In 2009, Wayne ran the race one more time with a young team of dogs that had never raced before. They finished a respectable 15th under the shifting colors of the Northern Lights. 

The Human Side of the TEAM!

Wayne, his wife Scarlett and 19-year-old son Matt live in the very heart of Wilderness Alaska.  There are no roads to our cabin, access by boat in summer or dog team/snow mobile in winter.  The log cabin/homestead is located off the Yukon River, nestled on a ridge over-looking “Last Chance Creek.”  The life-style year round revolves around the dog yard.  Running extremely remote dog tours, in winter, provides their main source of income. 

Most of the summer months are spent gardening and taking fish from the Yukon River.  Catching king (Chinook) salmon for us and chum salmon to supplement the dog food for the kennel.  Red meat comes from the harvest of a moose or caribou in the fall. 

There are no power or telephone poles and no running water.  However there is a battery bank that powers starband, a satellite dish that gives them Internet capability and other small electrical needs.  Solar panels and a windmill charge the batteries.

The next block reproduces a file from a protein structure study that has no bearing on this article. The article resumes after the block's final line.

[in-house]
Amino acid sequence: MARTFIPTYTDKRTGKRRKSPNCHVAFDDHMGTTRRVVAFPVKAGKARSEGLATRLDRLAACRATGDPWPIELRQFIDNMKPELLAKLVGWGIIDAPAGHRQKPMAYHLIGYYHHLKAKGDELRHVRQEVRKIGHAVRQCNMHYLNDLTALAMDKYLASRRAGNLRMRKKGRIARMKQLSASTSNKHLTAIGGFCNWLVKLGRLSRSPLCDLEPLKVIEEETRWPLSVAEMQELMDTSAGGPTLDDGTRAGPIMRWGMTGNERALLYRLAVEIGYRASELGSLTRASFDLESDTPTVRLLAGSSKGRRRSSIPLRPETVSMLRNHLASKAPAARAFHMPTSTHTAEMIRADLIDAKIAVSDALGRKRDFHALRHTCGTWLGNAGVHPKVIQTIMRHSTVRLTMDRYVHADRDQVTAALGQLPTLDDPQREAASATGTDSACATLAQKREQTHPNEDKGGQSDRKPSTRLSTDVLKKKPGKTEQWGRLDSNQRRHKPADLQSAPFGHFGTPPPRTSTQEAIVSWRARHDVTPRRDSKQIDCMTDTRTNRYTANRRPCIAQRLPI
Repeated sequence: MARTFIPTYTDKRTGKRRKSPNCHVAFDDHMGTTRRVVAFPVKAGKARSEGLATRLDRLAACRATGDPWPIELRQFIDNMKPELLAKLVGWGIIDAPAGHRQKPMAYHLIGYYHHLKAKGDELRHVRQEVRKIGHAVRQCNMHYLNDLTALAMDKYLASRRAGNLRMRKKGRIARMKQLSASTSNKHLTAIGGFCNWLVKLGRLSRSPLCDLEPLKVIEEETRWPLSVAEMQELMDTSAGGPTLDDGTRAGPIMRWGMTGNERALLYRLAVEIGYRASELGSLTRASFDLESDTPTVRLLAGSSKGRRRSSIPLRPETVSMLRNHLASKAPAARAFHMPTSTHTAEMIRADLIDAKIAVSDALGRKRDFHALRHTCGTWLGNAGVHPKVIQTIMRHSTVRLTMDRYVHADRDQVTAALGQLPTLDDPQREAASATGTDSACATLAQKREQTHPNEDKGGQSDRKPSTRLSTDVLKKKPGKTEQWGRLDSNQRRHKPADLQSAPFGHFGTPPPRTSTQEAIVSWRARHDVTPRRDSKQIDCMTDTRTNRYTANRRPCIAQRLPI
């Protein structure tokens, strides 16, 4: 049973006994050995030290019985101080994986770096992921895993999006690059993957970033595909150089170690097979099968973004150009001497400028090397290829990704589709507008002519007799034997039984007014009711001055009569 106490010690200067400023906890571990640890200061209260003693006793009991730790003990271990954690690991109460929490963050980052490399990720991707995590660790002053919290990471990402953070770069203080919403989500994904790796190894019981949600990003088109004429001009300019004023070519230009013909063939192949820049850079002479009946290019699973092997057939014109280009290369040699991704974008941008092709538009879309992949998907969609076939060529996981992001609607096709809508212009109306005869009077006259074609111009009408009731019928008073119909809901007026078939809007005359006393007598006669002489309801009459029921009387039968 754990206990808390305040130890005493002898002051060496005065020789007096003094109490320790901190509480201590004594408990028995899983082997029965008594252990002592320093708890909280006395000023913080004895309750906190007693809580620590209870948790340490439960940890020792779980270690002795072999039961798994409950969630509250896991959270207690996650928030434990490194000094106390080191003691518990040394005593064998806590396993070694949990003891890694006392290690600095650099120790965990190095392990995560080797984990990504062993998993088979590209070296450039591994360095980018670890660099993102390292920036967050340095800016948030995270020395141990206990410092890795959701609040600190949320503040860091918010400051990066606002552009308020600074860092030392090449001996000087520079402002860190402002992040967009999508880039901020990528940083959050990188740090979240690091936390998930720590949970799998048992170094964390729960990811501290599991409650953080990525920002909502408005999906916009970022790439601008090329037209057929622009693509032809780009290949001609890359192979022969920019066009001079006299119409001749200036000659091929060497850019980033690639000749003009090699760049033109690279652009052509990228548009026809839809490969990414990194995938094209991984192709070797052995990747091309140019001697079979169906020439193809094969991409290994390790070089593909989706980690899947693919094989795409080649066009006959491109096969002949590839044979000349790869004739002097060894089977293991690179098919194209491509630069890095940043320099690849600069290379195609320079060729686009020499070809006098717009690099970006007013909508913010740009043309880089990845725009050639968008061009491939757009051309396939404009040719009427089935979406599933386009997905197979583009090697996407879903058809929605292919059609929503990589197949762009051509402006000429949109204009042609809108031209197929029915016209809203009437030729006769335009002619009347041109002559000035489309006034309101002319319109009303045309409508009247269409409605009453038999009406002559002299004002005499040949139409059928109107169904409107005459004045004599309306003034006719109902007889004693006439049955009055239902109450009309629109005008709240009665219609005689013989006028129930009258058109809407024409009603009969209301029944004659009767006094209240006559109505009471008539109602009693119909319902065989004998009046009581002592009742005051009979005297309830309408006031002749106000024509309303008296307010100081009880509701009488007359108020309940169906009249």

Many hours of the short summer season are spent training dogs and preparing for winter, when the snow starts to fall we have to be ready.  Snow often comes in early September in this area of Alaska.

Our way of life results in the highest amount of individual independence and quality of life interlaced with a tightly loving family surrounded by God and nature.

Run your own sled dog team of

Alaskan Huskies through the

Alaska / Yukon Wilderness.

We specialize in extreme, hard-core wilderness travel using highly trained Alaskan huskies. This area of Alaska is one of the most remote locations left on earth.  Because a true wilderness experience becomes tainted with a large group or "party," we limit our tours to one or two clients plus your guide.  (Except on special request for a larger group, by you.)  You can customize your tour to your own personal physical abilities and expectations which can include day trips and a simple overnight in a tent camp or an original miner/trapline cabin dating back to the early part of the century or you can experience a full-blown expedition as long as you want, mushing into country inhabited only by God's creations, including caribou and wolves. 

For more information
and/or questions e-mail us at bushalaskaex@gmail.com or bush_alaska_expeditions@hotmail.com or write us at:  Bush Alaska Expeditions, P O Box 161, Eagle, AK 99738.  No incoming phone calls due to the remote location but there is Internet access via satellite. Phone calls can be arranged via computer and satellite.